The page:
Surveillance of patients with stage I seminoma following orchiectomy can spare a majority of patients from adjuvant chemotherapy with a low risk of relapse, according to results presented at the 2013 ASCO meeting.
A recent study highlights factors that predict worse prognosis for patients with germ cell tumors whose cancer has spread to the brain, including the presence of liver or bone metastases, multiple brain metastases, and others.
The addition of gemcitabine to a cisplatin- and ifosfamide-containing drug regimen resulted in a complete response rate of greater than 50% in patients with relapsed metastatic germ cell tumors, results of a phase II study indicated.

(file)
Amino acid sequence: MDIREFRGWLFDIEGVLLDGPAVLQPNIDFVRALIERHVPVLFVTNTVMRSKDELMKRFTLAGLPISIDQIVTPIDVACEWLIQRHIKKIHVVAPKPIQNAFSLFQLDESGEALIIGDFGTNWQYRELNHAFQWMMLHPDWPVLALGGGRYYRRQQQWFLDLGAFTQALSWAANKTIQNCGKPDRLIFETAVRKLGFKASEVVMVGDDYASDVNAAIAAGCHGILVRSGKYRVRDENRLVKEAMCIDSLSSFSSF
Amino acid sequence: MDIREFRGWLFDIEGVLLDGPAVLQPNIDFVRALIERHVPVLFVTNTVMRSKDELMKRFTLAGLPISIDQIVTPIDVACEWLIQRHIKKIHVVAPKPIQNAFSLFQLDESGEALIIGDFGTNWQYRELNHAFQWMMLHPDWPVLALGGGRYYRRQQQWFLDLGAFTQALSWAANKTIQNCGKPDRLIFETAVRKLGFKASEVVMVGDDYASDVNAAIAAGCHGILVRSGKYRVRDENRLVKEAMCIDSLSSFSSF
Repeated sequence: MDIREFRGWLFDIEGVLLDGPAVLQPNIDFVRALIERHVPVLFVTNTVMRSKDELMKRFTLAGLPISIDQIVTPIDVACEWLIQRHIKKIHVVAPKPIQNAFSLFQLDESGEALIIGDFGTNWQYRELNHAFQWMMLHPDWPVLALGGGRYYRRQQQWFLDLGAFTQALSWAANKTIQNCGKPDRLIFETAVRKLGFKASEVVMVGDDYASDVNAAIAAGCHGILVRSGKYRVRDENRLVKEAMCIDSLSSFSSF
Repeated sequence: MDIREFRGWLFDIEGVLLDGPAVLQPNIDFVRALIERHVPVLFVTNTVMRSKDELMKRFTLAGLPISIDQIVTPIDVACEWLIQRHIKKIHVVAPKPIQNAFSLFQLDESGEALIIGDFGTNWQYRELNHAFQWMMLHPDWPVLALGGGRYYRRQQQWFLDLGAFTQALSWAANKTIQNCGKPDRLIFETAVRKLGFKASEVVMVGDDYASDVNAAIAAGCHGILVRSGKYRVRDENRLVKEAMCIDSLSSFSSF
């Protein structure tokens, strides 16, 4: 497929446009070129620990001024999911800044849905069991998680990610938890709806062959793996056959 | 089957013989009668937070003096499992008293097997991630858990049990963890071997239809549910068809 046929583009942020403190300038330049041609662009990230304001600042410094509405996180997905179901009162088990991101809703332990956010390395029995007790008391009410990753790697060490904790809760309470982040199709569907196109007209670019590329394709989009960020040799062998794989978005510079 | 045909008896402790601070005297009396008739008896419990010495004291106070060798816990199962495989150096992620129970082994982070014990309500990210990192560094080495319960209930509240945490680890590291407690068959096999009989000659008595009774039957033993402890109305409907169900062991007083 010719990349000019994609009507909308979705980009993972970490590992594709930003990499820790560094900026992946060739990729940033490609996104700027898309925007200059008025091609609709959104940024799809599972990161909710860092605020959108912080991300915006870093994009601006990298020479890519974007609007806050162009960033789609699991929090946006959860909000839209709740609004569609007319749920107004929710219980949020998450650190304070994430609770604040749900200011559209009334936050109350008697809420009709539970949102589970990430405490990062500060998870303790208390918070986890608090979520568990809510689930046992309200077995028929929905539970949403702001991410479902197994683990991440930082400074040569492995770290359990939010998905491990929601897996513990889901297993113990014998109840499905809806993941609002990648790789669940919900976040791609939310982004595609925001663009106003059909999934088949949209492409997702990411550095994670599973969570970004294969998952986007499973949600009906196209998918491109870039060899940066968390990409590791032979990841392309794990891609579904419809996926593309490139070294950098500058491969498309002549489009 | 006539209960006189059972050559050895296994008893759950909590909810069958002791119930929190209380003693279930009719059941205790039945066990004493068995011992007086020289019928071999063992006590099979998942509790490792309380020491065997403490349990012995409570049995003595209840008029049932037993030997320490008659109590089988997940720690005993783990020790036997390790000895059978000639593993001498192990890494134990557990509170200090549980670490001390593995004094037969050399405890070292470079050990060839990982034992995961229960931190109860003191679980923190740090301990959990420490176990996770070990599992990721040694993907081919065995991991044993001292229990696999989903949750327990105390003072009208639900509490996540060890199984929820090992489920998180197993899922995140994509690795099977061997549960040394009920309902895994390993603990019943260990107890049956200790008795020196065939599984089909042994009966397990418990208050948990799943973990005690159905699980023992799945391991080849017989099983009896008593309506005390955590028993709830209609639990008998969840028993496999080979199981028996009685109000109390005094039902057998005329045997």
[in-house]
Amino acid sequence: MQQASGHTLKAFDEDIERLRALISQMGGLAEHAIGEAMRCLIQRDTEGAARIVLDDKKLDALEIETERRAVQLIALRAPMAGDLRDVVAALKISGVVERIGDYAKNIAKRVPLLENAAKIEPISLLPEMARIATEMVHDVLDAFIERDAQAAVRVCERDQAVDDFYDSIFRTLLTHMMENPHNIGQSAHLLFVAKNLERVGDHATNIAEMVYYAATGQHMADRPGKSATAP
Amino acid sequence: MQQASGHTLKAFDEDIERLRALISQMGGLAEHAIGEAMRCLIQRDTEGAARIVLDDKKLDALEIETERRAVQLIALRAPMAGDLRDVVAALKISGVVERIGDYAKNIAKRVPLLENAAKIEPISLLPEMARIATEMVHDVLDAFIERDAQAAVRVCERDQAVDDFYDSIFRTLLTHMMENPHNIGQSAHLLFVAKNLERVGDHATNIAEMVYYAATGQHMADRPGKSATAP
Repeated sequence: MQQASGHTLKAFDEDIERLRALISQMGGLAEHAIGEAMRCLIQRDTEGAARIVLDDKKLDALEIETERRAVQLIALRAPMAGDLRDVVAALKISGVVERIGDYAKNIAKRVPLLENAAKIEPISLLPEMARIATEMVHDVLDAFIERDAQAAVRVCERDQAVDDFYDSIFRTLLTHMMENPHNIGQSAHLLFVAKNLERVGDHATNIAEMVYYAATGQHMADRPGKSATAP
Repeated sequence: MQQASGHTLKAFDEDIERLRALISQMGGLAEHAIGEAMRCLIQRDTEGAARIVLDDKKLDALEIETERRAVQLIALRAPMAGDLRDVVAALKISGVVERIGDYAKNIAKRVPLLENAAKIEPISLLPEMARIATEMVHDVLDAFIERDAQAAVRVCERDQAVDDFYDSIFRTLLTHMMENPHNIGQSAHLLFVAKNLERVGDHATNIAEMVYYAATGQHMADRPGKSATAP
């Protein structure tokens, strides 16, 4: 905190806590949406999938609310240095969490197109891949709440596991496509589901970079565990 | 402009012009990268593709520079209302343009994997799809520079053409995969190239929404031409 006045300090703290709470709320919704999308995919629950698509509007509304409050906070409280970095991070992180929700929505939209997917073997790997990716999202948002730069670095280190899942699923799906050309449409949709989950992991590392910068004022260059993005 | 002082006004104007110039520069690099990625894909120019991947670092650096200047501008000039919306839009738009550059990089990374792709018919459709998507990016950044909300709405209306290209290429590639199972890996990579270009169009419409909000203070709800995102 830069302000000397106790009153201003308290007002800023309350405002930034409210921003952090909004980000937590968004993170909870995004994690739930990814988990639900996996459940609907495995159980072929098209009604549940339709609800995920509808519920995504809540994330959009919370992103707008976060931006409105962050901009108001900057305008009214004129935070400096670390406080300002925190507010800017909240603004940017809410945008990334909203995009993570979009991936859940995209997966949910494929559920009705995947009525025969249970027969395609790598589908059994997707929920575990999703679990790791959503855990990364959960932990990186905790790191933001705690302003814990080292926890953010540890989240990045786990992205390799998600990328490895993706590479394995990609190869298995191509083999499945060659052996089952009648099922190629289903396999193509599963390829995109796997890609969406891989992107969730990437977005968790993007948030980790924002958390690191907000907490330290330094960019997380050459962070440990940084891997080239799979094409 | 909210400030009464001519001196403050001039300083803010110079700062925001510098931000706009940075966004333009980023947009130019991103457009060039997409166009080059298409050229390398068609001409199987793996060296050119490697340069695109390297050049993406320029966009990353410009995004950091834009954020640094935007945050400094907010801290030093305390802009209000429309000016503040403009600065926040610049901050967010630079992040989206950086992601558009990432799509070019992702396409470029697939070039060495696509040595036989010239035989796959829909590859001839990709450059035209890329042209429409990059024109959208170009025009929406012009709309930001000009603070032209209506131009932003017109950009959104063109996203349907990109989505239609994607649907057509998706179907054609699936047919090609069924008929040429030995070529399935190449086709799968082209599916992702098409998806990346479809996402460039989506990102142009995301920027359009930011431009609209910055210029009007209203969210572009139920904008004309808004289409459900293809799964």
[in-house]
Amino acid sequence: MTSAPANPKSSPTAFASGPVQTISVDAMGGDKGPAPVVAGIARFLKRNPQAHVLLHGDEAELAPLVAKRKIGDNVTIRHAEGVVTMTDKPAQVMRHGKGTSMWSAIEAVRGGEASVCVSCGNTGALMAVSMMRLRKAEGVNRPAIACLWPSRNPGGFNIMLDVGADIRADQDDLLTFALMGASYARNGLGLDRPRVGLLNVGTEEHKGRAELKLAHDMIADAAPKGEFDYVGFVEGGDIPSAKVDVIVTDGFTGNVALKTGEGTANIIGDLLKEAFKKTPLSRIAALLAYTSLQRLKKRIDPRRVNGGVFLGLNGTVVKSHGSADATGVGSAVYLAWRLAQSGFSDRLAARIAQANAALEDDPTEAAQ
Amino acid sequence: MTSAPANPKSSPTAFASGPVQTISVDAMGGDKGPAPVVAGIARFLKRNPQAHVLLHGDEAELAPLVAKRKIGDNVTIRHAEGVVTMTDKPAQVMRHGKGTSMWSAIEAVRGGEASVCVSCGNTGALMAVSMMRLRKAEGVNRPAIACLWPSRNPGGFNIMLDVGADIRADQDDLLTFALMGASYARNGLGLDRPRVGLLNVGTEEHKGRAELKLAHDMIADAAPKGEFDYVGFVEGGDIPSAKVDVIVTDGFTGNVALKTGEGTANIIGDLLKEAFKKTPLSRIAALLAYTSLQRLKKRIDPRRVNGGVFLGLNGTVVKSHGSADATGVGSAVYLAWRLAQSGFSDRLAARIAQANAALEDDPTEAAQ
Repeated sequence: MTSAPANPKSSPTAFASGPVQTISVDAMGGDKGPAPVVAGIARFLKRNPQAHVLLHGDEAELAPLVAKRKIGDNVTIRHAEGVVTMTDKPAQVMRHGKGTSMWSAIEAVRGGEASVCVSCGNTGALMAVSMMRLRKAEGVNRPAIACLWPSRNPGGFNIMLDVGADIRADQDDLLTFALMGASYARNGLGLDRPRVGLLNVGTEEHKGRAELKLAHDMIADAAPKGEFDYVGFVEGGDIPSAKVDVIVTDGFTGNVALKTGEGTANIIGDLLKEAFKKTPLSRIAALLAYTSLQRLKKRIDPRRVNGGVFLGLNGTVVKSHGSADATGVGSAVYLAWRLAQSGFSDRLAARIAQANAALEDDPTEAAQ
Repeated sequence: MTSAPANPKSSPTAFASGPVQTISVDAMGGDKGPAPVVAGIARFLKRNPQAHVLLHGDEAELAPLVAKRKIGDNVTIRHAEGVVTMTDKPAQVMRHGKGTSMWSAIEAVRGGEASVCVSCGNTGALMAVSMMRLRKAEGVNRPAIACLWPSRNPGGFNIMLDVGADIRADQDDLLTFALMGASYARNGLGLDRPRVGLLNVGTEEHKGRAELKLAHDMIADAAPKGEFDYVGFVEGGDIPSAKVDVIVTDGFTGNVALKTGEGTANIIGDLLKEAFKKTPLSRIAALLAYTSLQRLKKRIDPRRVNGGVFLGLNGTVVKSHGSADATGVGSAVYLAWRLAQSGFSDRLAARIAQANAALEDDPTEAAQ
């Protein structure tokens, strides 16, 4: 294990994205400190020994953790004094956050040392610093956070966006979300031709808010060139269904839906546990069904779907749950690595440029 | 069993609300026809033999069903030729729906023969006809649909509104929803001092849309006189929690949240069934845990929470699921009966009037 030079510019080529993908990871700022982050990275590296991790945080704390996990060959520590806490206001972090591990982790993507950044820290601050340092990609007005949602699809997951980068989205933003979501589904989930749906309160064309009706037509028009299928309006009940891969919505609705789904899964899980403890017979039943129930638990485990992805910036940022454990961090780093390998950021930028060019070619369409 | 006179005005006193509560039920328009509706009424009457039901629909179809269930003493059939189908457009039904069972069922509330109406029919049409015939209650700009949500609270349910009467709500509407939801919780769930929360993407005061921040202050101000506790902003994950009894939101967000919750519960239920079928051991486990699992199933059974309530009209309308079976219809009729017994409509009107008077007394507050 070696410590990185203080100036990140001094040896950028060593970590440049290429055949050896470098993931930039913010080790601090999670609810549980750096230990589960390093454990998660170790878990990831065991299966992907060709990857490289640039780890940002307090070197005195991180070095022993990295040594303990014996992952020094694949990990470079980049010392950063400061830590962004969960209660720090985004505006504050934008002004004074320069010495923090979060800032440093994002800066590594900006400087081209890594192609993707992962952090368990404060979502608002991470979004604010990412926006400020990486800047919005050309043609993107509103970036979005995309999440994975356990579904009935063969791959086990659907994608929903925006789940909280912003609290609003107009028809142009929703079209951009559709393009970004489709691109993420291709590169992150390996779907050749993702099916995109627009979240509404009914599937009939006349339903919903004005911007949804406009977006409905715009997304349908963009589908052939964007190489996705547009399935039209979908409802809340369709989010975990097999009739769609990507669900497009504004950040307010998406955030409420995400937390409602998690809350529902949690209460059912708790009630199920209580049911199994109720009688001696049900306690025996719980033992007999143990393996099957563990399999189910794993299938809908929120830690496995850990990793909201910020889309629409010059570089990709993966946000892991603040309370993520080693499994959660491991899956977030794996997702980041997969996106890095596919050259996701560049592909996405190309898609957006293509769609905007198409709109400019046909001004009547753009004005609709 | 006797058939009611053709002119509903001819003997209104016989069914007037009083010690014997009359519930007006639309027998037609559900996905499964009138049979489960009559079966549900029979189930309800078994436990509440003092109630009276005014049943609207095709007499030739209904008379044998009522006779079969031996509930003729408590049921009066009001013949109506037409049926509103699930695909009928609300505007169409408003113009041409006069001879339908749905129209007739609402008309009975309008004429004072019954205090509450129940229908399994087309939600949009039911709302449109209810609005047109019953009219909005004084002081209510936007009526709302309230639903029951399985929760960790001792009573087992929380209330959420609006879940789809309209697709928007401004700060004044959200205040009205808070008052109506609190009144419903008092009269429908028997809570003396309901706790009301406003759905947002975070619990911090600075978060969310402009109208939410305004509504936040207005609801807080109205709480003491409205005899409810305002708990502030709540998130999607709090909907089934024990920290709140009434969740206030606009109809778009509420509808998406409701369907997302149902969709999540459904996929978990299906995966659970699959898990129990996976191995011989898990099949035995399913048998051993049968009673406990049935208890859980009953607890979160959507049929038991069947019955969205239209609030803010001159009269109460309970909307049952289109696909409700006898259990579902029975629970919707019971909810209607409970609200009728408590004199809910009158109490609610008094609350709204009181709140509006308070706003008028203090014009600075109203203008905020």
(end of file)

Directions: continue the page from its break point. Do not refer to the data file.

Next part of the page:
Dr. Bruce Roth, Professor of Oncology in the Division of Medicine at Siteman Cancer Center, Washington University at St. Louis, spoke at the 2013 ASCO meeting about topics in seminoma. Here he discusses the epidemiology of seminoma.
Dr. Bruce Roth discusses the large Danish study reported at ASCO (abstract 4502) that showed surveillance alone is sufficient after orchiectomy for stage I seminoma, focusing on its impact on post-surgery radiation therapy in this setting.